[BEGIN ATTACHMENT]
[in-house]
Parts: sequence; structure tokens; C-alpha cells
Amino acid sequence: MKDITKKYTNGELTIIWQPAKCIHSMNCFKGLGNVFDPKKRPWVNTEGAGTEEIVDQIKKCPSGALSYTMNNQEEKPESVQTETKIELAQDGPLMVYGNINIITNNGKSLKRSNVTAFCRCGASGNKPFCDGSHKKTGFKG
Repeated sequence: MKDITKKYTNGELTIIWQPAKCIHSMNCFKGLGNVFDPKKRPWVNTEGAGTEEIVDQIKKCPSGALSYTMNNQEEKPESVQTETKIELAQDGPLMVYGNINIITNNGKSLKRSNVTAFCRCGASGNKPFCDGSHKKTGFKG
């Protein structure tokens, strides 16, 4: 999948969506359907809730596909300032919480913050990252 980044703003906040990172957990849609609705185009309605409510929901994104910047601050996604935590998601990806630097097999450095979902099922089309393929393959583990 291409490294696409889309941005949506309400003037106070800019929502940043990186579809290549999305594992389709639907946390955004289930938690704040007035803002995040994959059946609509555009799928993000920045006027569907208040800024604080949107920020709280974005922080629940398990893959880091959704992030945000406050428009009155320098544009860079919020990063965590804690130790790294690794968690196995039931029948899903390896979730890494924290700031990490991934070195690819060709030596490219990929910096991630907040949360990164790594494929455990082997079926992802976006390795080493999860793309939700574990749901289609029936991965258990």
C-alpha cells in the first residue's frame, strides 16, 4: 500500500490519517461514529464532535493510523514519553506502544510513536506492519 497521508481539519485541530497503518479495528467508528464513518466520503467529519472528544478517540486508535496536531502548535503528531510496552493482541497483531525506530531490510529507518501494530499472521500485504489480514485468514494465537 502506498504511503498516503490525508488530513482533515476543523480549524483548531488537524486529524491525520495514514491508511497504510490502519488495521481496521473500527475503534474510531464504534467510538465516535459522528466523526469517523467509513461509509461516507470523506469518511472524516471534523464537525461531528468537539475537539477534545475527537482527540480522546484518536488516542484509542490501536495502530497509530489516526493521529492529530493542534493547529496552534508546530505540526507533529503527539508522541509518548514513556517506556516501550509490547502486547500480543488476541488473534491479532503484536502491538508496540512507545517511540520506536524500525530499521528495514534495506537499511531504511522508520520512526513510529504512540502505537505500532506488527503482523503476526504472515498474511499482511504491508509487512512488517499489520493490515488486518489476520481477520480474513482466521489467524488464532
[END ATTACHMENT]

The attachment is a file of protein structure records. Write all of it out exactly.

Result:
[in-house]
Parts: sequence; structure tokens; C-alpha cells
Amino acid sequence: MKDITKKYTNGELTIIWQPAKCIHSMNCFKGLGNVFDPKKRPWVNTEGAGTEEIVDQIKKCPSGALSYTMNNQEEKPESVQTETKIELAQDGPLMVYGNINIITNNGKSLKRSNVTAFCRCGASGNKPFCDGSHKKTGFKG
Repeated sequence: MKDITKKYTNGELTIIWQPAKCIHSMNCFKGLGNVFDPKKRPWVNTEGAGTEEIVDQIKKCPSGALSYTMNNQEEKPESVQTETKIELAQDGPLMVYGNINIITNNGKSLKRSNVTAFCRCGASGNKPFCDGSHKKTGFKG
């Protein structure tokens, strides 16, 4: 999948969506359907809730596909300032919480913050990252 980044703003906040990172957990849609609705185009309605409510929901994104910047601050996604935590998601990806630097097999450095979902099922089309393929393959583990 291409490294696409889309941005949506309400003037106070800019929502940043990186579809290549999305594992389709639907946390955004289930938690704040007035803002995040994959059946609509555009799928993000920045006027569907208040800024604080949107920020709280974005922080629940398990893959880091959704992030945000406050428009009155320098544009860079919020990063965590804690130790790294690794968690196995039931029948899903390896979730890494924290700031990490991934070195690819060709030596490219990929910096991630907040949360990164790594494929455990082997079926992802976006390795080493999860793309939700574990749901289609029936991965258990």
C-alpha cells in the first residue's frame, strides 16, 4: 500500500490519517461514529464532535493510523514519553506502544510513536506492519 497521508481539519485541530497503518479495528467508528464513518466520503467529519472528544478517540486508535496536531502548535503528531510496552493482541497483531525506530531490510529507518501494530499472521500485504489480514485468514494465537 502506498504511503498516503490525508488530513482533515476543523480549524483548531488537524486529524491525520495514514491508511497504510490502519488495521481496521473500527475503534474510531464504534467510538465516535459522528466523526469517523467509513461509509461516507470523506469518511472524516471534523464537525461531528468537539475537539477534545475527537482527540480522546484518536488516542484509542490501536495502530497509530489516526493521529492529530493542534493547529496552534508546530505540526507533529503527539508522541509518548514513556517506556516501550509490547502486547500480543488476541488473534491479532503484536502491538508496540512507545517511540520506536524500525530499521528495514534495506537499511531504511522508520520512526513510529504512540502505537505500532506488527503482523503476526504472515498474511499482511504491508509487512512488517499489520493490515488486518489476520481477520480474513482466521489467524488464532